The Delhi High Court has agreed to hear a PIL challenging the decision of the AAP government to appoint 21 MLAs as “parliamentary secretaries” in the Delhi Assembly.
The Arvind Kejriwal-led Delhi government had appointed 21 MLAs as “parliamentary secretaries”. They were administered the oath of office by the Chief Minster on March 13.
The PIL, filed by NGO Rashtriya Mukti Morcha, has alleged that the appointment of these secretaries was “in gross violation of Article 239AA of the Constitution of India as well as the laws governing the manner in which the government is run in Delhi”.
- Office of profit: Delhi HC quashes notification disqualifying 20 AAP MLAs, Kejriwal calls it victory of truth
- AAP MLAs withdraw plea from Delhi HC seeking stay on EC’s recommendation to disqualify them
- Office of profit case: President acts on EC’s opinion, orders disqualification of 20 AAP Delhi MLAs
- Disqualification of 20 AAP MLAs: Death sentence without trial, claims party; What has happened so far
- AAP ‘Office of Profit’ case: A timeline
- AAP MLAs disqualification highlights: Arvind Kejriwal must go, says Congress
The PIL was scheduled to be heard before the court of Chief Justice G Rohini and Justice R S Endlaw on Wednesday but has now been adjourned to May 20 as the Delhi High Court lawyers were on strike and no one had appeared for the government.
The NGO in its PIL has alleged that the Delhi government did not have the power to appoint parliamentary secretaries” as it would “constitute an additional rung of hierarchy” in the council of ministers, violating the Constitutional and legal principles. The PIL has also raised the issue of whether the government could have appointed MLAs as parliamentary secretaries through an executive order and without the proper authorisation from the Delhi Lt-Governor.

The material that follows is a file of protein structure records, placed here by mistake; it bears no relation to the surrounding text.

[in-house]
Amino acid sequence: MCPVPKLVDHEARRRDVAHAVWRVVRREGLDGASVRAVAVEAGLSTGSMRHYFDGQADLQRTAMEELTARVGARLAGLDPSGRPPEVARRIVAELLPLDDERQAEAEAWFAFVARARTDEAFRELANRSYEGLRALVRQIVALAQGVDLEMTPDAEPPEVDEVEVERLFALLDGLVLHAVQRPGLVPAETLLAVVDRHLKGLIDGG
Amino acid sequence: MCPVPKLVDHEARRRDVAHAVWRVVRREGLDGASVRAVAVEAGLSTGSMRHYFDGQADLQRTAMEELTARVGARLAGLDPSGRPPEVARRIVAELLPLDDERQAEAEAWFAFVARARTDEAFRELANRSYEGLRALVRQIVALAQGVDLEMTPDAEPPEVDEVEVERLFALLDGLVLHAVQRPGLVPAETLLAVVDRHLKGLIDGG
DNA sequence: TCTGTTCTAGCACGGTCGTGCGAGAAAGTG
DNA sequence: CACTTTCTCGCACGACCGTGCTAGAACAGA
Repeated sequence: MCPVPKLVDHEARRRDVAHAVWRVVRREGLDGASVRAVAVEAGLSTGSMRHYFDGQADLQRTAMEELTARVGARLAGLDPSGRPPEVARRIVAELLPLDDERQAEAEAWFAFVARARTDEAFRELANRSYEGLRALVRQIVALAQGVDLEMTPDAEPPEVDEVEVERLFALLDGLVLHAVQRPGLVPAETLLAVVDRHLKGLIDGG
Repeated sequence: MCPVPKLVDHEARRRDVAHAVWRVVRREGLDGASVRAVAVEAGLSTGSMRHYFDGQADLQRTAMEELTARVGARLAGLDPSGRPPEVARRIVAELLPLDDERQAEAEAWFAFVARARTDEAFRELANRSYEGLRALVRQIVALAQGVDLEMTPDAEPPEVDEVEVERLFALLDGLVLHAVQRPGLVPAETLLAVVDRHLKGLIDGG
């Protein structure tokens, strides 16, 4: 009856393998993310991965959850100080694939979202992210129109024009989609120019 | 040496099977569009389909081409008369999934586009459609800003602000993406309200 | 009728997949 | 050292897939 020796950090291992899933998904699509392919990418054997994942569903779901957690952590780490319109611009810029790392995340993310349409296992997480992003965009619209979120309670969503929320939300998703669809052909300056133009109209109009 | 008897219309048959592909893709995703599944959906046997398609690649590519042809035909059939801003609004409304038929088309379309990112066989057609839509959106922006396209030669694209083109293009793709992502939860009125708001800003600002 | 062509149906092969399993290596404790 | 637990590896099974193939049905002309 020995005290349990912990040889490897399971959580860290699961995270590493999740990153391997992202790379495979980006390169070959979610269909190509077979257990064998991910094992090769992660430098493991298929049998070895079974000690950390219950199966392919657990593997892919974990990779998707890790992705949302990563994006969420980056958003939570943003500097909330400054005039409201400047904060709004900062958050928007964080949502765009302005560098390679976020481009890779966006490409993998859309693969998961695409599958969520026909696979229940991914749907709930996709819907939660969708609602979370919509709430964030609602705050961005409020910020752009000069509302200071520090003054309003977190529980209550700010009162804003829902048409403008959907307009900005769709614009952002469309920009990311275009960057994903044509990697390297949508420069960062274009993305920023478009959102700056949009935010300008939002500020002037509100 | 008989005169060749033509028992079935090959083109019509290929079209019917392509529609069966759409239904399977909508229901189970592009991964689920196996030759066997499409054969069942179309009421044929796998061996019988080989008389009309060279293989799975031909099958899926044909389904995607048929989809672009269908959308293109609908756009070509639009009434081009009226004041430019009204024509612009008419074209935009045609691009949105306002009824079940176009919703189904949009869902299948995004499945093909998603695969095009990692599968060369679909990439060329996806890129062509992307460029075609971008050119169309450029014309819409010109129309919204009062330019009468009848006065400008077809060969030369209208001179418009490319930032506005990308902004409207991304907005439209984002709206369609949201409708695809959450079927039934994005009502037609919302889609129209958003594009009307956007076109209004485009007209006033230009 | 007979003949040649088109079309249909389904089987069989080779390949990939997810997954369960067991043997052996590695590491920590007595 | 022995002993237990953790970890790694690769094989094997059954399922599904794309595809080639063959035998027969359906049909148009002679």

The PIL further alleges that no prior sanction was taken from the Finance department regarding the expenditure to be incurred on these appointments.
Another issue raised by the PIL is whether the CM had “usurped” powers to create an “unconstitutional” class in the council of ministers, as the Delhi Cabinet cannot have more than seven members which is 10 per cent of the House strength.
The PIL has sought court orders to set aside the AAP government’s decision and to restrain the 21 MLAs appointed as “parliamentary secretaries “ from taking any action on their positions.